The U.S. Coast Guard has announced new fire safety rules for small boats more than two years after the deadliest maritime disaster in modern California history, and more than a year after Congress passed legislation requiring it to do so.
The interim rules, published Dec. 27 and set to go into effect March 28, require boat operators to install fire detection systems and fire extinguishers, ensure proper escape routes are available, and develop procedures for handling potentially dangerous items like rechargeable batteries, among other requirements.
They come in response to the 2019 Labor Day fire aboard the Conception dive boat off the Channel Islands, which left 33 passengers and one crew member dead and exposed serious flaws in boat safety, later detailed by a series of Times reports and an investigation by the National Transportation Safety Board.
The new rules were expected after Congress mandated in December 2020 that the Coast Guard review its regulations for small passenger vessels. The legislation, part of the National Defense Authorization Act, directed the Homeland Security secretary to order fire safety regulations for covered small passenger vessels with overnight accommodations, excluding fishing boats and ferries.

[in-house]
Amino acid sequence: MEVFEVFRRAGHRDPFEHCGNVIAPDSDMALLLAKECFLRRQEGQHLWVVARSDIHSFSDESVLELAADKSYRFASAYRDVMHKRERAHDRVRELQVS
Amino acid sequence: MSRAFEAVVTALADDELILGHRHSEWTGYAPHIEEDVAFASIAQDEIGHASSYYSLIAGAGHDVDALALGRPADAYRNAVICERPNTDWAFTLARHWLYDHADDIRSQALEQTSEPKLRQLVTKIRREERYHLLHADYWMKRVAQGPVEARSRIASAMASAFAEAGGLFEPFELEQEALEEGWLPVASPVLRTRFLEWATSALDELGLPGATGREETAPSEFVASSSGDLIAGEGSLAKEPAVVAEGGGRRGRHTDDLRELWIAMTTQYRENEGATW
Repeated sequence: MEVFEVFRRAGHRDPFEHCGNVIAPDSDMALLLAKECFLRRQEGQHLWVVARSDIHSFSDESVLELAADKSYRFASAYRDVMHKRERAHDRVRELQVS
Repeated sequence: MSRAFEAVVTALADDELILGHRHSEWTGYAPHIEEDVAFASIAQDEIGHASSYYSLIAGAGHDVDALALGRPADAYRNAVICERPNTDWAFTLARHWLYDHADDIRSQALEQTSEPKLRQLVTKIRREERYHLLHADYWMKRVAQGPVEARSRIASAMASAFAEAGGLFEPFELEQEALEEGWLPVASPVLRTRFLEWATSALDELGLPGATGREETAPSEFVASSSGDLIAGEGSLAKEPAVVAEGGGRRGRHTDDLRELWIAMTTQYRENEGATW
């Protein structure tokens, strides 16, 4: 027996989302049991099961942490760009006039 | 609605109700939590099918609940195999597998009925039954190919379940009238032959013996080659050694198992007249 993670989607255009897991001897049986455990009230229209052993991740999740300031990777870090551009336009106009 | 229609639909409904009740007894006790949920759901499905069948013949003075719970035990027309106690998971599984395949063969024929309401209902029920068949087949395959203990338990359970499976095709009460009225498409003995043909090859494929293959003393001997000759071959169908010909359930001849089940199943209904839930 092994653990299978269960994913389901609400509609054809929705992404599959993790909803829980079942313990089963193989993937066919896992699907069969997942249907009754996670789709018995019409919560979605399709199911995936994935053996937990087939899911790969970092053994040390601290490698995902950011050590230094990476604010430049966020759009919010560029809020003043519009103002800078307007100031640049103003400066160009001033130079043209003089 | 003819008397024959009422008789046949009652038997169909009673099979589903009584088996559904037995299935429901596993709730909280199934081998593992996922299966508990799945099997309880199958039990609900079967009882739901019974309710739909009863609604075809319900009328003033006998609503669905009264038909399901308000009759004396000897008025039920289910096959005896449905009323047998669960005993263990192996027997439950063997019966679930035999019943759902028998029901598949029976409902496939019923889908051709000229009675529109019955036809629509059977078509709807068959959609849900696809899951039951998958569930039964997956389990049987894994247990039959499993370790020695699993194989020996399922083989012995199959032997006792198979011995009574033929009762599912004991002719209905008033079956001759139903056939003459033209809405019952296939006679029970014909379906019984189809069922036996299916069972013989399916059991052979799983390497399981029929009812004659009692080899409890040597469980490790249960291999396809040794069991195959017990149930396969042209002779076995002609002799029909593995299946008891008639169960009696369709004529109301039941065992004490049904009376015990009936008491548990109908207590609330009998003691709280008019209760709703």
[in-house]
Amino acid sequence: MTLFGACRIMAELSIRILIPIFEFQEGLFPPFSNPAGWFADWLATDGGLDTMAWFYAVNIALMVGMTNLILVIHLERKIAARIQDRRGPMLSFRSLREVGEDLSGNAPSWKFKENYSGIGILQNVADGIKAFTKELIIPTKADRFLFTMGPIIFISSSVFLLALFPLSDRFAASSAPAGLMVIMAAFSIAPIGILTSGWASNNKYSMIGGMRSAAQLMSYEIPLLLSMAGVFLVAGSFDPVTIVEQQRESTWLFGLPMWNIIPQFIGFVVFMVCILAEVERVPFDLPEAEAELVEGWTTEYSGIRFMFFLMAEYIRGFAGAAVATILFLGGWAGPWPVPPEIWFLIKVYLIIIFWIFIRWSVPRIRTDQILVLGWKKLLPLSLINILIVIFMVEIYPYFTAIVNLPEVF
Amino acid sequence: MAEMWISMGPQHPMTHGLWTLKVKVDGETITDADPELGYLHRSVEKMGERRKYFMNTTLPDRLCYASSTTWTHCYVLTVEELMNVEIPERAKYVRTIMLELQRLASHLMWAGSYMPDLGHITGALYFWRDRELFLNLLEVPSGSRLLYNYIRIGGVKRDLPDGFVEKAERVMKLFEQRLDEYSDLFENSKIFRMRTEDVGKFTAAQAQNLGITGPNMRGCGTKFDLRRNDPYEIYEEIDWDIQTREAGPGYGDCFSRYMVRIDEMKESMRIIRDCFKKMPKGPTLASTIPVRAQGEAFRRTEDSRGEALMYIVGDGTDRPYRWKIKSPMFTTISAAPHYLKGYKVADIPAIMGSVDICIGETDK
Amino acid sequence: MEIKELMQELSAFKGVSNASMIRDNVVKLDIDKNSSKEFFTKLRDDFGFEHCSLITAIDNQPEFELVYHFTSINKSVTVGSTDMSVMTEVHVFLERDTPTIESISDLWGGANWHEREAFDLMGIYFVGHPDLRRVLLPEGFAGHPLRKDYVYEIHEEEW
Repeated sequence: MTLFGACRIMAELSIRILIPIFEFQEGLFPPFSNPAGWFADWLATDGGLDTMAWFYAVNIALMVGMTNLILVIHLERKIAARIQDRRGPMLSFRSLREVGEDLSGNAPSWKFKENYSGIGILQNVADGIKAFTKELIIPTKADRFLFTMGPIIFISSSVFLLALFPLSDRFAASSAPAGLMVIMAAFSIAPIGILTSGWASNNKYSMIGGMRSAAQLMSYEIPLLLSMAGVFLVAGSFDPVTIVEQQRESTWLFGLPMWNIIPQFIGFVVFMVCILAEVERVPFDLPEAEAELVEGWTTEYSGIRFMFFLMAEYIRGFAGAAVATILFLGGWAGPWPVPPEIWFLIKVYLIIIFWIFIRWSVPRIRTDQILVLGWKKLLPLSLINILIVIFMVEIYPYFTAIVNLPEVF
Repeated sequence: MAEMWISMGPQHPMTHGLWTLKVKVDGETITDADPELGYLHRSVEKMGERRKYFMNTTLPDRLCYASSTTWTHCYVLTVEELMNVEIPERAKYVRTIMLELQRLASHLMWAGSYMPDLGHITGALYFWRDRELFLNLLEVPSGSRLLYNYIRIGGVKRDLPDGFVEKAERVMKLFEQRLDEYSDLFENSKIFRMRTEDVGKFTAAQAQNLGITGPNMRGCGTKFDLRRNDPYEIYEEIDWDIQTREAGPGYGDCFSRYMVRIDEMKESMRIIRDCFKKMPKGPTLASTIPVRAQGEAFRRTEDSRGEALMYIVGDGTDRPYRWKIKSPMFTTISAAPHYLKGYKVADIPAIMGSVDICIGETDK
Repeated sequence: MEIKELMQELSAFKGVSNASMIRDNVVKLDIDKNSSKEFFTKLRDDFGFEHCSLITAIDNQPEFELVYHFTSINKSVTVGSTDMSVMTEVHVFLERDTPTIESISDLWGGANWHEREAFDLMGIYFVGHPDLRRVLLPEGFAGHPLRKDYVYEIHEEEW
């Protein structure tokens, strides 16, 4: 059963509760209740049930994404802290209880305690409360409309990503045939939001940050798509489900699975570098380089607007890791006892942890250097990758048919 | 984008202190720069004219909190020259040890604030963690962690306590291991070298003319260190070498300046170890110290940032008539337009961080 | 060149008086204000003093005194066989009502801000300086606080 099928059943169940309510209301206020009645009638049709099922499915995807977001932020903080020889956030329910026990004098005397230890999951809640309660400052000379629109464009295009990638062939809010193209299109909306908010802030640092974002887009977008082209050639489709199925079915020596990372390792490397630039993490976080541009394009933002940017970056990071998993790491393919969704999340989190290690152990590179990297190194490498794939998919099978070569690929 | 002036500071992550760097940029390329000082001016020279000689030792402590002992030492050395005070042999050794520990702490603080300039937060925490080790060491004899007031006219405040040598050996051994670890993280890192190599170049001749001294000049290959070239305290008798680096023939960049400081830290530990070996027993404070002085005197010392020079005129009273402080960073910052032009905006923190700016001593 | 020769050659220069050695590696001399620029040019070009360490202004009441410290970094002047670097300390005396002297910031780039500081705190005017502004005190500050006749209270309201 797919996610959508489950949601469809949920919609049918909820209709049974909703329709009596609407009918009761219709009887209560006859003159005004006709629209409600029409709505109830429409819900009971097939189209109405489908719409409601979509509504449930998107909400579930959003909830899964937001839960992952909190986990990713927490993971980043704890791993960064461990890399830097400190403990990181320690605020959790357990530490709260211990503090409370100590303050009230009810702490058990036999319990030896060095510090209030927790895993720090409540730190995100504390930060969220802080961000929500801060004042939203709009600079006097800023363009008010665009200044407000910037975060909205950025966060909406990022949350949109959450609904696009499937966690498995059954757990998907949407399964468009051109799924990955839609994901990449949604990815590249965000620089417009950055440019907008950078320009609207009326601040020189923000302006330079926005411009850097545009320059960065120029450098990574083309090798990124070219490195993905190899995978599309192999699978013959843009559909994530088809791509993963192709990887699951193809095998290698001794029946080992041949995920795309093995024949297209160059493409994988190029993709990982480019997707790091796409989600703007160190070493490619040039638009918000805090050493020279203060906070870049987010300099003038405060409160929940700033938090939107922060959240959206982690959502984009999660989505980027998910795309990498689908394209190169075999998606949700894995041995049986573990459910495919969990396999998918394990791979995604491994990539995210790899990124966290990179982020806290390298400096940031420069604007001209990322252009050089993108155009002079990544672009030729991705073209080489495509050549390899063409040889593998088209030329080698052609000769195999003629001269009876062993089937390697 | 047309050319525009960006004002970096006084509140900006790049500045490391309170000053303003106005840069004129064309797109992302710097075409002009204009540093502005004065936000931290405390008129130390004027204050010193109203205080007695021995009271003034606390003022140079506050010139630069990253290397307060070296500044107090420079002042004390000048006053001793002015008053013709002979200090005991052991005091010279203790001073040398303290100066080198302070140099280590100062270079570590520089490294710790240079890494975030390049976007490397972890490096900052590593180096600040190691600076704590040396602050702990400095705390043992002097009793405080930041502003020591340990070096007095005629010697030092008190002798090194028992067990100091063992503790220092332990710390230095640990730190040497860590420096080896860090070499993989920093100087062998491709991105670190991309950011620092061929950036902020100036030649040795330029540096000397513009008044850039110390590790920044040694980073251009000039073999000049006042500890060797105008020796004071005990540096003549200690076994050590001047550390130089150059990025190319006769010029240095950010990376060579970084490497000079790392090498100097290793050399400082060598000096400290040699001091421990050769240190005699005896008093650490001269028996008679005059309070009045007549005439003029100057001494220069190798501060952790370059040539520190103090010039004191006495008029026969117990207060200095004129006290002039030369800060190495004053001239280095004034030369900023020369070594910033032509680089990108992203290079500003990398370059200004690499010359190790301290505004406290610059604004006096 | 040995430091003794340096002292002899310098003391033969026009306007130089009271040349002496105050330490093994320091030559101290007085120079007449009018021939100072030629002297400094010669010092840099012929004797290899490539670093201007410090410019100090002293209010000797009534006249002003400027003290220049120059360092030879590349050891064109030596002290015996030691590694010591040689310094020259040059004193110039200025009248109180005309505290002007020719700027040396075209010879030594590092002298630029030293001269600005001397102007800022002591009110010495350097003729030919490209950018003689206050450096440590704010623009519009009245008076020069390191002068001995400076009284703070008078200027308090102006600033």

“It is a good thing for safety and I think it will help save lives, and that is what all the families want here,” said Maggie Strom of Memphis, Tenn., whose husband, Ted Strom, died on the Conception.
In the wake of the Conception tragedy, the victims’ families banded together to help push forward reforms they believed would avoid a repeat. The group Advocacy 34 has continued to push for changes.
Some families have been critical of regulators.
The interim regulations have a six-month comment period and the Coast Guard still hasn’t created a requirement for safety management systems on covered vessels, said Kathleen McIlvain, whose son Charles died on the Conception.
“They work at a snail’s pace,” she said.
Under the new rules, boat operators will have to:
- Install interconnected fire detection systems in all spaces where passengers and crew have routine access, including dining areas, sleeping quarters and lounges.
- Install portable fire extinguishers on all existing vessels so that they meet the requirements in place for new vessels.
- Develop safe handling procedures for the operation and storage of potentially hazardous items like rechargeable batteries.
- Develop crew firefighting and emergency egress training.
- Have two unobstructed means of escape that are not located directly above, or dependent on, a berth.
- Ensure the escape routes on existing vessels meet the same requirements in place for new vessels.
- Install and use a monitoring device to ensure the night watchman stays awake.
- Conduct passenger emergency escape drills.
- Post a passenger safety bulletin that includes an emergency exit plan in spaces with passenger accommodations.
In September, the families of the 34 people who died aboard the Conception filed a lawsuit against the Coast Guard on the second anniversary of the deadly fire.
The suit alleged the Coast Guard failed to enforce regulations and allowed the vessel to operate with substandard electrical and safety systems that led to the deaths.
After the deadly fire, a Times investigation revealed the dive boat had been exempted by the Coast Guard from stricter safety rules designed to make it easier for passengers to escape.